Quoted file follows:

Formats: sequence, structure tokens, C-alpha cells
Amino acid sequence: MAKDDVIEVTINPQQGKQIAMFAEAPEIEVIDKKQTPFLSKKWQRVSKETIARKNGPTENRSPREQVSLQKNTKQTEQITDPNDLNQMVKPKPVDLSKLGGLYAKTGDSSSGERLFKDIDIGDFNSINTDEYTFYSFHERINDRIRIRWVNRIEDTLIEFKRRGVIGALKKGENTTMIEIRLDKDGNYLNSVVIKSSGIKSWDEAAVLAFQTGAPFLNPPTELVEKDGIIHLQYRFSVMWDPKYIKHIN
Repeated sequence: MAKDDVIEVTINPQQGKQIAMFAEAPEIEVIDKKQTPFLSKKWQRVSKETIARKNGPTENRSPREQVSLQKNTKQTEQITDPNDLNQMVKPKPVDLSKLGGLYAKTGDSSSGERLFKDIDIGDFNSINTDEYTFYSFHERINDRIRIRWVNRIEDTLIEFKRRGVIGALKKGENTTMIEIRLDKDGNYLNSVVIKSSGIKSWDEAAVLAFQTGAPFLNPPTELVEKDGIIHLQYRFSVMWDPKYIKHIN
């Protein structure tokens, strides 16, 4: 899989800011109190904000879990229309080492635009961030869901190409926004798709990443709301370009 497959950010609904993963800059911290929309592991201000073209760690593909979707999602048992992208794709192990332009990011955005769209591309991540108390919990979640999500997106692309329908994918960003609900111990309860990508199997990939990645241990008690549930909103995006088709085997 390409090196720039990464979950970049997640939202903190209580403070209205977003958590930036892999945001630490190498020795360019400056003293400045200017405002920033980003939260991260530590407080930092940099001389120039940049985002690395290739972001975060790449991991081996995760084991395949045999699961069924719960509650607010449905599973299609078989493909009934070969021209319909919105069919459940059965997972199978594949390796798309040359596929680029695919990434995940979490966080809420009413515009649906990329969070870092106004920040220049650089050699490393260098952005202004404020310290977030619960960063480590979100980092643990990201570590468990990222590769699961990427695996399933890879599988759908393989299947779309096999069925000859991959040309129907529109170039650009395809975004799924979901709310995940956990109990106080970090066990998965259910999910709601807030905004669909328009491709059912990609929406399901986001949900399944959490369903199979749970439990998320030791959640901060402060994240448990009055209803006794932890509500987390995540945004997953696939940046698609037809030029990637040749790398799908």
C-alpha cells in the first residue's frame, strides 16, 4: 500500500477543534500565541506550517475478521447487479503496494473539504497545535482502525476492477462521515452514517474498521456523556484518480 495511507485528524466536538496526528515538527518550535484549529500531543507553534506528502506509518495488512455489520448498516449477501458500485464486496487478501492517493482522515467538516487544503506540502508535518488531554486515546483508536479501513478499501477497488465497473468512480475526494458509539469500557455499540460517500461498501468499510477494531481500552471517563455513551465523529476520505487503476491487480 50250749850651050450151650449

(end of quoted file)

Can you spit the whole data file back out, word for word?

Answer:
Formats: sequence, structure tokens, C-alpha cells
Amino acid sequence: MAKDDVIEVTINPQQGKQIAMFAEAPEIEVIDKKQTPFLSKKWQRVSKETIARKNGPTENRSPREQVSLQKNTKQTEQITDPNDLNQMVKPKPVDLSKLGGLYAKTGDSSSGERLFKDIDIGDFNSINTDEYTFYSFHERINDRIRIRWVNRIEDTLIEFKRRGVIGALKKGENTTMIEIRLDKDGNYLNSVVIKSSGIKSWDEAAVLAFQTGAPFLNPPTELVEKDGIIHLQYRFSVMWDPKYIKHIN
Repeated sequence: MAKDDVIEVTINPQQGKQIAMFAEAPEIEVIDKKQTPFLSKKWQRVSKETIARKNGPTENRSPREQVSLQKNTKQTEQITDPNDLNQMVKPKPVDLSKLGGLYAKTGDSSSGERLFKDIDIGDFNSINTDEYTFYSFHERINDRIRIRWVNRIEDTLIEFKRRGVIGALKKGENTTMIEIRLDKDGNYLNSVVIKSSGIKSWDEAAVLAFQTGAPFLNPPTELVEKDGIIHLQYRFSVMWDPKYIKHIN
């Protein structure tokens, strides 16, 4: 899989800011109190904000879990229309080492635009961030869901190409926004798709990443709301370009 497959950010609904993963800059911290929309592991201000073209760690593909979707999602048992992208794709192990332009990011955005769209591309991540108390919990979640999500997106692309329908994918960003609900111990309860990508199997990939990645241990008690549930909103995006088709085997 390409090196720039990464979950970049997640939202903190209580403070209205977003958590930036892999945001630490190498020795360019400056003293400045200017405002920033980003939260991260530590407080930092940099001389120039940049985002690395290739972001975060790449991991081996995760084991395949045999699961069924719960509650607010449905599973299609078989493909009934070969021209319909919105069919459940059965997972199978594949390796798309040359596929680029695919990434995940979490966080809420009413515009649906990329969070870092106004920040220049650089050699490393260098952005202004404020310290977030619960960063480590979100980092643990990201570590468990990222590769699961990427695996399933890879599988759908393989299947779309096999069925000859991959040309129907529109170039650009395809975004799924979901709310995940956990109990106080970090066990998965259910999910709601807030905004669909328009491709059912990609929406399901986001949900399944959490369903199979749970439990998320030791959640901060402060994240448990009055209803006794932890509500987390995540945004997953696939940046698609037809030029990637040749790398799908």
C-alpha cells in the first residue's frame, strides 16, 4: 500500500477543534500565541506550517475478521447487479503496494473539504497545535482502525476492477462521515452514517474498521456523556484518480 495511507485528524466536538496526528515538527518550535484549529500531543507553534506528502506509518495488512455489520448498516449477501458500485464486496487478501492517493482522515467538516487544503506540502508535518488531554486515546483508536479501513478499501477497488465497473468512480475526494458509539469500557455499540460517500461498501468499510477494531481500552471517563455513551465523529476520505487503476491487480 50250749850651050450151650449